Matt’s Twitter account showcased the rest.

Happy Father’s Day!

Amazing Street Artist Uses Everyday Objects As His Canvas

(Twitter/tombobnyc)

Artist Tom Bob doesn’t see the world like other people. Where you and I might see sewer grates or metal pipes, he sees ghosts and saxophone players.

Check out some of the amazing ways he’s transforming parts of New York City into works of art.

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Check out more of Tom Bob and his unique artwork here.

Father Figures: Heroes

“On February 2, 2011, my daughter was born. The whole thing started pretty normally about 2:30 am or so, my wife woke me up and said, ‘Honey, it is time to go,’ so we went to the hospital in a snowstorm.

That was the easy part.

When they put the belly monitor on her they noticed that the babies heart rate would drop to low whenever my wife would have a contraction. She needed emergency C-section, but the doctor could not make it due to the storm, and when he finally arrived it was rush rush rush!
Well when my daughter Emily did arrive, she had internal bleeding throughout her body, which included two grade 4 brain bleeds. We could not touch her because she would bruise and start bleeding.
They had to life-flight her to the university, where she spent 5 1/2 weeks in the NICU, which left her (you may want to sit down) deaf/blind, with hydrocephalus, a shunt, cerebral palsy, and seizures (at age 6, she needed a baclofen pump because her CP got too bad to handle without it). She is doing great today. She is happy, loves life, and everyone who meets her says that she makes their day and she is beautiful.
To pay back our little community, I became a first responder, mostly a firefighter, but I did help with EMS. Never got my certification, but that is where I found out that in the U.S. we do not have any training for first responders to deal with children with special needs.
I have made it my personal mission to teach first responders about kids with special needs.
I have taken to Emily to every EMS/Fire station in the five counties around me. I have taken her to the police and sheriff’s departments to train them, and now I have a waiting list to get trained.
I don’t know if I am the hero here, but I needed to tell the story.”

– Mike Kuyper

Want to share a story about fatherhood? Email fatherfigures@thedad.com

Low Cost Cosplay Guy Makes The World A Better Place

(Facebook/Lowcostcosplay)

Anucha “Cha” Saengchart, the genius behind “Low Cost Cosplay,” has amassed millions of followers with his incredible reimaginings of famous fictional characters.

Whether you’re planning on portraying your favorite anime character or a Marvel superhero, this guy can show you how to do it effectively and on a string budget.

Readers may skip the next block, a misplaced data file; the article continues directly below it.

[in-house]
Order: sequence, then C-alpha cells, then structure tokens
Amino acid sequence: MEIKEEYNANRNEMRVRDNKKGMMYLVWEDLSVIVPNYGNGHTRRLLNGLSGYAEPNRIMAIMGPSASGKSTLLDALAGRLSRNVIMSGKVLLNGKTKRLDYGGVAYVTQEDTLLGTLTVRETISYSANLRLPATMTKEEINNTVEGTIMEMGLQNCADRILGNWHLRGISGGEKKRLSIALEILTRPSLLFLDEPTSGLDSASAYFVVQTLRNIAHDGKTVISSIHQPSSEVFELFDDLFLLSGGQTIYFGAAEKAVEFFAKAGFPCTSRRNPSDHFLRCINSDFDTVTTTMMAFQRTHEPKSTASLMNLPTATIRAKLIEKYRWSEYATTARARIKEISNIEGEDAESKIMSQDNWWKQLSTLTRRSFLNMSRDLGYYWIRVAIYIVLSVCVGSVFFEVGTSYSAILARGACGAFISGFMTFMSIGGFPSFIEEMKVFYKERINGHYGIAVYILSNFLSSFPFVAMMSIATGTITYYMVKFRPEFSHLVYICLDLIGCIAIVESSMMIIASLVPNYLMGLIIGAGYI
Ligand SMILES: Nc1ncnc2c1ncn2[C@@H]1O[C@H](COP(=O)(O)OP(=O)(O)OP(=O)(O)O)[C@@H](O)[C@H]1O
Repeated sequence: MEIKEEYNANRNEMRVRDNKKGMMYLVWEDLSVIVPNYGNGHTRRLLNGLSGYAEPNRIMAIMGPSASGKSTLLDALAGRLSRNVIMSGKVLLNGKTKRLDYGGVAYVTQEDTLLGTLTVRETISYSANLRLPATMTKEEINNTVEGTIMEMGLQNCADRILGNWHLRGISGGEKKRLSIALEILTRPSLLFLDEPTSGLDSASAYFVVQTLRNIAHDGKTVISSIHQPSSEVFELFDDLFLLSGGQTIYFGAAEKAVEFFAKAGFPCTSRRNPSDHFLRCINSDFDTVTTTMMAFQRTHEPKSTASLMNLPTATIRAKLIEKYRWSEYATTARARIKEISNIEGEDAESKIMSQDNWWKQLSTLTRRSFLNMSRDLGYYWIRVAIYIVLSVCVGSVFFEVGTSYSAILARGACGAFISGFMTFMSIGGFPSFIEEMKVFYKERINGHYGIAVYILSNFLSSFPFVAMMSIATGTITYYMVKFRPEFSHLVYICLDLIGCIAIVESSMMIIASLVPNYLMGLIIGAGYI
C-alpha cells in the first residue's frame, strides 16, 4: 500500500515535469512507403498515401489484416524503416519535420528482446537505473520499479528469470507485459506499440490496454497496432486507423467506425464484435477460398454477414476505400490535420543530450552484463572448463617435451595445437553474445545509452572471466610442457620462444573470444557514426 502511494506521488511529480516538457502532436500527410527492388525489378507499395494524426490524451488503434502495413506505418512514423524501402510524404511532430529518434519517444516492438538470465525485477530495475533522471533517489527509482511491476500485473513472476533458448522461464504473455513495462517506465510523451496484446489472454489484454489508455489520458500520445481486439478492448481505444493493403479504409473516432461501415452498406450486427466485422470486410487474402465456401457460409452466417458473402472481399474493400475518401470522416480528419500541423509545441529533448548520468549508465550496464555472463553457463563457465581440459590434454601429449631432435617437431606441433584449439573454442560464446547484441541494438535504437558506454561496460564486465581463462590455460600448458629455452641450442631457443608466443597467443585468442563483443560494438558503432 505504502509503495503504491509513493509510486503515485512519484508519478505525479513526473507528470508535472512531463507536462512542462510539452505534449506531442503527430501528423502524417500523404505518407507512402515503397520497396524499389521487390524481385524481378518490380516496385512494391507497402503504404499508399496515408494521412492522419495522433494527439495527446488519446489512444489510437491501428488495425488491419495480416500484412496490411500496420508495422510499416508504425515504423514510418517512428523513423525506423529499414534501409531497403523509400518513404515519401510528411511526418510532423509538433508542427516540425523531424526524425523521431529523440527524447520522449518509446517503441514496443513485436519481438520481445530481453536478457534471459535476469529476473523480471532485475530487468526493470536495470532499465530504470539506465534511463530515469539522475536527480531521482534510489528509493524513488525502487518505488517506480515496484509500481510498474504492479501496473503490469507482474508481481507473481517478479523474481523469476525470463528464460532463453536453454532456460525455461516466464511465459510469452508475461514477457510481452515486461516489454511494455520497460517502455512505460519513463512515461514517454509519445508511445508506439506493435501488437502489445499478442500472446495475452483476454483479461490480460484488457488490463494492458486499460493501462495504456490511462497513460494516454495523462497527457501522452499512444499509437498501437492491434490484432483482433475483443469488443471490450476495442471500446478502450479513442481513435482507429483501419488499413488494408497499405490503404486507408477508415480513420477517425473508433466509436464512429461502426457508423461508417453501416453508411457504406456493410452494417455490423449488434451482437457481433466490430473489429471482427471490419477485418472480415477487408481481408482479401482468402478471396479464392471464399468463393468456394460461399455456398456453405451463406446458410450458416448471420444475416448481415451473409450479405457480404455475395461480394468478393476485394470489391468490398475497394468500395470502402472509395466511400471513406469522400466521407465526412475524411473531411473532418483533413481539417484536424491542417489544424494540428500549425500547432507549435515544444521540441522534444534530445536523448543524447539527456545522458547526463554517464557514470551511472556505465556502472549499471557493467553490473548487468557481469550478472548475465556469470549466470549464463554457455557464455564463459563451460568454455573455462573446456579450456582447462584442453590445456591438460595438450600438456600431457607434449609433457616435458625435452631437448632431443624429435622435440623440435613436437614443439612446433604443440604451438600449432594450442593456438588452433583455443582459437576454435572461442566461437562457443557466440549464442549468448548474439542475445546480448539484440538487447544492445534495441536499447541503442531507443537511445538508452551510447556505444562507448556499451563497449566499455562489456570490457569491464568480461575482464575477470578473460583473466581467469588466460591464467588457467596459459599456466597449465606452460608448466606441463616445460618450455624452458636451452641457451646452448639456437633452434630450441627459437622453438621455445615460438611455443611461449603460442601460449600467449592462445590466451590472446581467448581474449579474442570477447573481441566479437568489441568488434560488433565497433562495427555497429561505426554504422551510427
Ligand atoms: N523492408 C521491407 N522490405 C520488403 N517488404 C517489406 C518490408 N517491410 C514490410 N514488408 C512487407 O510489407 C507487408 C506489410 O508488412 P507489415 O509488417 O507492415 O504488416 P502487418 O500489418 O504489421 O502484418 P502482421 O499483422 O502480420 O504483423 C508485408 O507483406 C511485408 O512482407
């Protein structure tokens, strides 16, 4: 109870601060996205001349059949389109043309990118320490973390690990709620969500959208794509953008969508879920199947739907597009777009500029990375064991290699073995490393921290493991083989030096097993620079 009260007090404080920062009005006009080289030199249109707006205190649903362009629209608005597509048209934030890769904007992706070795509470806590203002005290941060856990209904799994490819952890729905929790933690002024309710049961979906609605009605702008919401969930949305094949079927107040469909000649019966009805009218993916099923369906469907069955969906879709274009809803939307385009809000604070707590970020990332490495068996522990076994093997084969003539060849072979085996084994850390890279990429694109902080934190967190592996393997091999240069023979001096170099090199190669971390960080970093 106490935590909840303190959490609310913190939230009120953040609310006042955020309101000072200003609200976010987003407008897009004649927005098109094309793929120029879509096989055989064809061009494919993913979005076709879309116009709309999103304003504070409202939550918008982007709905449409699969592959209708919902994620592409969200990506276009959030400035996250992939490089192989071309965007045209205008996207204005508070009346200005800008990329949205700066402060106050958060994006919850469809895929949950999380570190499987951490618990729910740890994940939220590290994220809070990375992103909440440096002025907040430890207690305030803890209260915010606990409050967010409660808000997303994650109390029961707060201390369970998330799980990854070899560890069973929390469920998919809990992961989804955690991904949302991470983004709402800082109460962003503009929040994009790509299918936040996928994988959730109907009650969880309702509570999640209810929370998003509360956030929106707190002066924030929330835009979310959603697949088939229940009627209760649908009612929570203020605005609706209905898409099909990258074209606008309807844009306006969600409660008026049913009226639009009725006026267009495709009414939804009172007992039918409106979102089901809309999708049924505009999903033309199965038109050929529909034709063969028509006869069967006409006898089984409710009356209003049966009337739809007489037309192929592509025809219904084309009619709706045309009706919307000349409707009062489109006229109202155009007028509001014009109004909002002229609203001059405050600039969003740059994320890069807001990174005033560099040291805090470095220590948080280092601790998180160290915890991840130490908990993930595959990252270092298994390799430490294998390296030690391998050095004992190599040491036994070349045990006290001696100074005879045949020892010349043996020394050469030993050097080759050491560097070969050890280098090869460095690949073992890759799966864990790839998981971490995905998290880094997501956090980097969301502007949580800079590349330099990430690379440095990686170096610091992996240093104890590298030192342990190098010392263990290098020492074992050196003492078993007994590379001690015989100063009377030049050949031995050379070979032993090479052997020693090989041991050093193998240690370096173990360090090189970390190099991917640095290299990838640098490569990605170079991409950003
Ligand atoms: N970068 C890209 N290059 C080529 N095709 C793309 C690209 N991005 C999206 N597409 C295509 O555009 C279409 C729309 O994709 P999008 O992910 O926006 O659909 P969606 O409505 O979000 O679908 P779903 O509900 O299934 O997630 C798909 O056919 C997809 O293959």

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Can’t get enough? Check out more creative cosplay on his Facebook page.

Dad Turns Photos Of Daughter Into Kickass Album Covers

(Instagram/rfosterdesign)

When graphic designer Ryan Foster spotted a somber, black and white photo of his daughter, Harper Lou, it instantly reminded him of a blues album cover. He couldn’t help but throw some graphics onto the image to create her first “album” cover himself.

This has led to a series of album covers featuring Harper Lou, many of which look pretty damn legit. She may not be making actual records yet, but her dad will definitely be ready when she does.

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You can find more awesome album covers as well as other design projects by Ryan on his Instagram.

The 5 Hottest Father’s Day Tech Gifts Your Dad Will Ask To See The Receipt For

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Mother’s Day is in the rearview and our annual celebration of everything Dad is fast approaching. Sure, he loved those grilling tongs and Three Stooges boxsets you got him last year. But if there’s one things all dads love, it’s being assured that they’ve genetically passed on their cheapness. Here are 5 Father’s Day gadgets your dad is definitely going to demand the receipt for.

1. A smart speaker

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Source: Amazon

These have become relatively expensive in recent years. This, of course, isn’t going to stop your dad from assuming it set you back several thousand dollars. Your dad just figured out how to make a Facebook profile. He’s gonna need a minute on talking AI servants.

2. A streaming stick

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Source: Roku

“So yeah, you just plug this Roku stick into the TV and you can pretty much watch anything you want.” That’s you. That’s you telling your dad you just spent a boatload of money on a piece of technology. “Instant access to every movie ever made” is your dad’s cue to ask you to retrieve the Best Buy receipt crammed in the console’s cupholder.

3. A dashcam

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Source: Amazon

These are great to have in the event of an accident. Unfortunately, your dad is still under the impression it’s 1999 and all digital cameras cost ten million dollars. Be sure to keep this receipt in your wallet, because this thing’s going right back to the store if it ran you how much he thinks it ran you.

4. An e-reader

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Source: Amazon

What a lovely thought. Your dad, sitting up in bed, every book he could possibly want at his fingertips. What will he read first? A book about World War II? The biography of Henry Ford? The answer is, of course, the receipt for this fancy reading tablet that probably set you back three mortgage payments.

5. A yearly-subscription to a music streaming service

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Source: Spotify

You just want him to be able to listen to the Doobie Brothers whenever he wants. But by his math, if buying a single song on iTunes costs $1, and Spotifly, as he calls it, gives you access to over four million songs, you’ve essentially just bankrupted your family. Good job. Be sure to keep that receipt handy to prove to him that he can still see his grandkids attend college one day.